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post #4 of 19 (permalink) Old 02-25-2014, 12:07 PM Thread Starter
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"We are talking about the very low viscosity, totally clear liquid which absorbs into the fibres aren't we?"

I really don't know...

Esko

My profession is to restore old loghouses that is in the classical way. Look at www.tiny-e.fi and (FB) Tiny-e. Restaurointipalvelut for exaples
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post #5 of 19 (permalink) Old 02-25-2014, 01:46 PM
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Tiny,

Let me first say I've never been to Finland or to anywhere with temperatures such as you are often exposed to...So I have a question - but it is only a question!

How old is the rotten wood? I ask this because as I am sure you already know; there are a lot of other factors beyond simply being "wood" that need to be considered in answering your question.

Will the finished product be painted?...or will it be stained?

Is it a part of the window that houses glass?

Is/are the part/parts going to be on the interior or the exterior, or is there some of both?

Here's why I suggest having all of these answers. If the part is to be painted, you have much more freedom with your material choices than if the wood will be stained and needs to match color, shade and grain pattern within reason.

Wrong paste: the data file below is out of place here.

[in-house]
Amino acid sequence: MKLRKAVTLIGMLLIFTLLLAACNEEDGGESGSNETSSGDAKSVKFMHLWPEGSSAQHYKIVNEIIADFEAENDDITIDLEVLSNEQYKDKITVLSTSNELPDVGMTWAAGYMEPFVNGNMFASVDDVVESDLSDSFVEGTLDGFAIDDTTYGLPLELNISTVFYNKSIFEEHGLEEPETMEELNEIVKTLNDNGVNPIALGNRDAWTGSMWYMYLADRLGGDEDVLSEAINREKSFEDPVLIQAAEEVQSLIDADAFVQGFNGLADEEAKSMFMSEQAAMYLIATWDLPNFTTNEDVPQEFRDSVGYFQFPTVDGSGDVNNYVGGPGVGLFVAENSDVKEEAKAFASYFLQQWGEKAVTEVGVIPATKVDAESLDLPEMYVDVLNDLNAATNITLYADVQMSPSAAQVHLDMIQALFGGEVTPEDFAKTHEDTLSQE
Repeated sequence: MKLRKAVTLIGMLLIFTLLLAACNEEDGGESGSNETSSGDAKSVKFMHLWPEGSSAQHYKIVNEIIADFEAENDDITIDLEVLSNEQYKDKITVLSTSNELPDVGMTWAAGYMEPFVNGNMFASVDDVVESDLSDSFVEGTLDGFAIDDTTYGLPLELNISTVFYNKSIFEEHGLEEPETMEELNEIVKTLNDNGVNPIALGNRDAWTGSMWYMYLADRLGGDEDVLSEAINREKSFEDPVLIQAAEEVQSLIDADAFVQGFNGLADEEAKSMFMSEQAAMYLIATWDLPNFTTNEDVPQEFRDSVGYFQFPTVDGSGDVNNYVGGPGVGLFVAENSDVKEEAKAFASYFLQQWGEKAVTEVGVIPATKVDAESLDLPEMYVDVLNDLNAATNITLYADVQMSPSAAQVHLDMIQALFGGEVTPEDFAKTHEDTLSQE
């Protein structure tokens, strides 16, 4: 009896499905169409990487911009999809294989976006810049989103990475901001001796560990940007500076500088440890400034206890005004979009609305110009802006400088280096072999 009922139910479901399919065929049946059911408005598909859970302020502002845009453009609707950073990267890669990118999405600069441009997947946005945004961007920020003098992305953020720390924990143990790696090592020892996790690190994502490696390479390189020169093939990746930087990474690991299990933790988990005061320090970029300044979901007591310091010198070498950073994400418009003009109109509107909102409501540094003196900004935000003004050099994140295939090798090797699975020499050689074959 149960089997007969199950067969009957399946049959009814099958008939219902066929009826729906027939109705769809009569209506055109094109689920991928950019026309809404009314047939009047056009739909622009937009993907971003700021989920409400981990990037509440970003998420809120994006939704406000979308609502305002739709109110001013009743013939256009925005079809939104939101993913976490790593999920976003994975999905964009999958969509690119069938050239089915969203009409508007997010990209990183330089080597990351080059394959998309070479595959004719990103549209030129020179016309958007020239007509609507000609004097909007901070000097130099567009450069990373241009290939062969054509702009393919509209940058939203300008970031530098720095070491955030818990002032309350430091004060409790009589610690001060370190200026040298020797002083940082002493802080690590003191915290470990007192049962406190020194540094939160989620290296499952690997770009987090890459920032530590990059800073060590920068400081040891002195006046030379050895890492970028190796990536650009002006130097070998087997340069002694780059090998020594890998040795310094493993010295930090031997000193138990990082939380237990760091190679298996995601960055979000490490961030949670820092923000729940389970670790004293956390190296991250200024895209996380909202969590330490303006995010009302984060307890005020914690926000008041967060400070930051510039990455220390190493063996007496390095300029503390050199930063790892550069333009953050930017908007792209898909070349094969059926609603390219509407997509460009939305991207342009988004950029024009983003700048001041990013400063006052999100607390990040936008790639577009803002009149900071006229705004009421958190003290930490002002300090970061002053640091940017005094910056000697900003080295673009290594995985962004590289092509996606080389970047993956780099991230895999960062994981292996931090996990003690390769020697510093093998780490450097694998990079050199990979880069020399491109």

If the part houses glass, there may need to be special allowances made (dimensionally) in order that expansion and contraction (due to seasonal changes) doesn't pose additional stresses.

How old is the wood being replaced? Let's say window wood lasts 5 years in your environment - I would say you need a more durable material than that type of wood. If it took 20 - 30 or more years (the word "historic" makes this come-to-mind) for the rot to occur, I would think that a structurally-sound epoxy repair that provides owner-approved appearance MIGHT be a good choice.

It seems to me that this may be a great time to sit-down with your customer and explain what you can and cannot do and the pricing for each method. 35 years ago, I learned a lesson in a very expensive way - and my personal expense was HUGE. I will try to parallel this to what I believe your current situation to also now be.

My situation 35 years ago: I owned a small construction company. A conscientious contractor had built 28 houses along both sides of a single street. A material salesman convinced him that if "his brand" of waterproofing was utilized, there would be no need for an exterior drain pipe. I was in no way involved in that new construction process.

Within a year, I got a call to come-out and place a bid to repair all 28 leaking basements. I gave a fair price for the work, the builder assured me he was going to pay for all of the work, but he said my price was more than he could afford - so I left. I never expected him to call me back. A couple of weeks later, he called me back and wanted me to meet with him on that street at one of the houses. THE SAME material salesman was there! Since I had nothing to do with the new construction a year earlier, I was not (then) aware it was the same idiot. That guy went into some long story about "his solution to the problem". I refused to do the work - I felt it would not work and I even pointed-out that doing it used two materials in VIOLATION OF WARRANTY REQUIREMENTS! Again, I left hoping to never hear back from either of them!

Another few weeks went by and my phone again rings with more calls and the salesman begged me to do the work. I told him that I could not do the work because I had no expectation of the work to perform as he insisted. He gave me every kind of assurrance, he even had his boss come-out and insist it would work and he had the owner come-out and hear everyone tell how great this would be.